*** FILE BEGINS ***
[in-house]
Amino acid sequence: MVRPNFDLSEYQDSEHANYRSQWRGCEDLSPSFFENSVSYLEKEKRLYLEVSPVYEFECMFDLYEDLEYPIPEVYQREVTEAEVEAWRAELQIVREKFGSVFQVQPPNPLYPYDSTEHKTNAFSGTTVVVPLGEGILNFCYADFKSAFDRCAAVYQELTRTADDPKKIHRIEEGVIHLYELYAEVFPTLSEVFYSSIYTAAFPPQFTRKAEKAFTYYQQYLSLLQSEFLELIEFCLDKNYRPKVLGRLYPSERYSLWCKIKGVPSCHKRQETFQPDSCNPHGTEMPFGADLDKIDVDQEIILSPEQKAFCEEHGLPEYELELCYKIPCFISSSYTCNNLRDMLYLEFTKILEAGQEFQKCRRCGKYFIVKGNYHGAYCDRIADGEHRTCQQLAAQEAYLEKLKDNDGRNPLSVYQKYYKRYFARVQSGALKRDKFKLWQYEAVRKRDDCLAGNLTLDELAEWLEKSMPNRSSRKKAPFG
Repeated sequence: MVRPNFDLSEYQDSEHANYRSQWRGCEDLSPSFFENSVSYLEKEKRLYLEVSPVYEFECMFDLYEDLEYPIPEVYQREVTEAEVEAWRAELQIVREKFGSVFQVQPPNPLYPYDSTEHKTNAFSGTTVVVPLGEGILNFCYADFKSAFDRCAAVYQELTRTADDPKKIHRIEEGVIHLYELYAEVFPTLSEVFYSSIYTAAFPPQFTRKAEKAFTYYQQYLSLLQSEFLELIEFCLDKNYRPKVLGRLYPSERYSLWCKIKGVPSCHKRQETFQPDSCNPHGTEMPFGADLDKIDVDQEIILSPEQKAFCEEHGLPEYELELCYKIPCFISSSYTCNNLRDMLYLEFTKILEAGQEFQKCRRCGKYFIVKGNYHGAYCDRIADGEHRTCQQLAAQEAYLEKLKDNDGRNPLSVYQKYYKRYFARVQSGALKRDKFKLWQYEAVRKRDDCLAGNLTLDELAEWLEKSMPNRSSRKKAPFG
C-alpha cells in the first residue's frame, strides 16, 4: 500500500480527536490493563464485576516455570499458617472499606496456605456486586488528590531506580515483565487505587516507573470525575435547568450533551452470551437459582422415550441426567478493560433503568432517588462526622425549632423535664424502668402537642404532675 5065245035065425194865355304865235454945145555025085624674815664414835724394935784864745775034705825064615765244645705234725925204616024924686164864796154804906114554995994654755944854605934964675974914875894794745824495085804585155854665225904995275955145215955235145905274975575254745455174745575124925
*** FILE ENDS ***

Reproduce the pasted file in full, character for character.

[in-house]
Amino acid sequence: MVRPNFDLSEYQDSEHANYRSQWRGCEDLSPSFFENSVSYLEKEKRLYLEVSPVYEFECMFDLYEDLEYPIPEVYQREVTEAEVEAWRAELQIVREKFGSVFQVQPPNPLYPYDSTEHKTNAFSGTTVVVPLGEGILNFCYADFKSAFDRCAAVYQELTRTADDPKKIHRIEEGVIHLYELYAEVFPTLSEVFYSSIYTAAFPPQFTRKAEKAFTYYQQYLSLLQSEFLELIEFCLDKNYRPKVLGRLYPSERYSLWCKIKGVPSCHKRQETFQPDSCNPHGTEMPFGADLDKIDVDQEIILSPEQKAFCEEHGLPEYELELCYKIPCFISSSYTCNNLRDMLYLEFTKILEAGQEFQKCRRCGKYFIVKGNYHGAYCDRIADGEHRTCQQLAAQEAYLEKLKDNDGRNPLSVYQKYYKRYFARVQSGALKRDKFKLWQYEAVRKRDDCLAGNLTLDELAEWLEKSMPNRSSRKKAPFG
Repeated sequence: MVRPNFDLSEYQDSEHANYRSQWRGCEDLSPSFFENSVSYLEKEKRLYLEVSPVYEFECMFDLYEDLEYPIPEVYQREVTEAEVEAWRAELQIVREKFGSVFQVQPPNPLYPYDSTEHKTNAFSGTTVVVPLGEGILNFCYADFKSAFDRCAAVYQELTRTADDPKKIHRIEEGVIHLYELYAEVFPTLSEVFYSSIYTAAFPPQFTRKAEKAFTYYQQYLSLLQSEFLELIEFCLDKNYRPKVLGRLYPSERYSLWCKIKGVPSCHKRQETFQPDSCNPHGTEMPFGADLDKIDVDQEIILSPEQKAFCEEHGLPEYELELCYKIPCFISSSYTCNNLRDMLYLEFTKILEAGQEFQKCRRCGKYFIVKGNYHGAYCDRIADGEHRTCQQLAAQEAYLEKLKDNDGRNPLSVYQKYYKRYFARVQSGALKRDKFKLWQYEAVRKRDDCLAGNLTLDELAEWLEKSMPNRSSRKKAPFG
C-alpha cells in the first residue's frame, strides 16, 4: 500500500480527536490493563464485576516455570499458617472499606496456605456486586488528590531506580515483565487505587516507573470525575435547568450533551452470551437459582422415550441426567478493560433503568432517588462526622425549632423535664424502668402537642404532675 5065245035065425194865355304865235454945145555025085624674815664414835724394935784864745775034705825064615765244645705234725925204616024924686164864796154804906114554995994654755944854605934964675974914875894794745824495085804585155854665225904995275955145215955235145905274975575254745455174745575124925